“Do not take revenge and do not bear a grudge against a member of your people.. “1
It is inevitable in daily life that we sometimes feel slighted by other people – how should we react to such incidents? The Torah tells us that we may not take revenge or bear a grudge: The Talmud gives examples of these transgressions: John asks Brian, “can you please lend me your spade?” and Brian, for no apparent reason says “no”. The next day Brian asks to lend him something and John replies, “Just like you did not lend me what I asked for yesterday, so too I will not lend you what you want today.2 ”
Bearing a grudge is slightly different – after Brian refused to lend John his spade, Brian asks John to lend him something the next day/ This time, John says that “I will lend you it not like you who refused to lend me what I asked for yesterday.” Taking revenge is reacting with actions to our fellows refusal to help us. Bearing a grudge is merely feeling resentful to the person for his actions even though we do not actively take revenge.
The commentaries discuss whether the prohibitions of taking revenge and bearing a grudge apply in all circumstances: Based on the case of the Talmud, they all agree that the command applies with regard to property and money – that is that it is forbidden to avenge a refusal to give or lend items or money. It is less clear whether this command also applies with regard to the realm of emotions, for example if someone caused us emotional pain by embarrassing us or wronged us in some other way. Many commentaries argue that there is no actual prohibition of avenging such actions3 . Others claim that it is forbidden to take revenge or bear a grudge even in these circumstances.
Since most commentaries take the lenient approach, the basic law is that it is technically permissible to take revenge or bear a grudge when someone genuinely wrongs us by hurting or feelings or causes us pain in some other way unrelated to money or property. However, it is certainly highly praiseworthy to strive to avoid taking revenge or bearing a grudge in all instances4 .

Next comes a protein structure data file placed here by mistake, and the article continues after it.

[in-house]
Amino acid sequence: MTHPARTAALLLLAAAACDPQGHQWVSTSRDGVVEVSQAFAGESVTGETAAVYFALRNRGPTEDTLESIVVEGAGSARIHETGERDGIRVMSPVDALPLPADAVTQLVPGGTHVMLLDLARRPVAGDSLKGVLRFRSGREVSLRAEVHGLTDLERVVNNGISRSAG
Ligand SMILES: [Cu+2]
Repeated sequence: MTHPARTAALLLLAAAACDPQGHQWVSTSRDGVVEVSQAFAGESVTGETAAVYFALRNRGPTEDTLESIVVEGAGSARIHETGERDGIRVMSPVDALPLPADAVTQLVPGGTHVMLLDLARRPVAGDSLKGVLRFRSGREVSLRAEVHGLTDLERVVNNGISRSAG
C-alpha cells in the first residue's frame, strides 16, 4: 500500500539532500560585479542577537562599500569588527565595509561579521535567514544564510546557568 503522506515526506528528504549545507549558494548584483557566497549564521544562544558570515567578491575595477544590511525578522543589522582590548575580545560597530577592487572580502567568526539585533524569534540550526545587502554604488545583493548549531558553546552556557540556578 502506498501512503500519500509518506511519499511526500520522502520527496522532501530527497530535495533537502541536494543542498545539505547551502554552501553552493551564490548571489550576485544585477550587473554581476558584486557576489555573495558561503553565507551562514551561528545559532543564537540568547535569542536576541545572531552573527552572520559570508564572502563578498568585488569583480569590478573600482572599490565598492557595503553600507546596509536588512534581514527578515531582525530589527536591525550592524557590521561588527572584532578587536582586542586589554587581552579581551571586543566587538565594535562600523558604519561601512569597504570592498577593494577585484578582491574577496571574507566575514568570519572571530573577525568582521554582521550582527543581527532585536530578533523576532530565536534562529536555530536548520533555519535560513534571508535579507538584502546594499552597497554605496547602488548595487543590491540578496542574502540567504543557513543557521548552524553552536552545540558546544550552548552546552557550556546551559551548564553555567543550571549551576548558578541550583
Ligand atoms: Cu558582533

What is the explanation for why it is only forbidden to take revenge or bear a grudge when someone does not provide us with money or property? When someone upsets us by embarrassing us or causes us pain in some other way, there may be an element of justification in wanting to right an obvious wrong that was done to us. However, when a person chooses not to give or lend us something then we have no right to be upset with that person – we may be tempted to feel that he should have lent us that item and that he was wrong not to. The Torah tells us that this is an erroneous attitude – we do not have a G-d given right to the use of other people’s property and we must accept when a person does not want to perform kindness with us then that is his prerogative.
1 Parshas Kedoshim, 19:18.
2 Yoma, 23a.
3 Of course, even according to these opinions, there are significant limits to what form the revenge can take.
4 This ruling is based on the opinion of Rabbi Yitzchak Berkovits Shlita.
Text Copyright © 2008 by Rabbi Yehonasan Gefen and Torah.org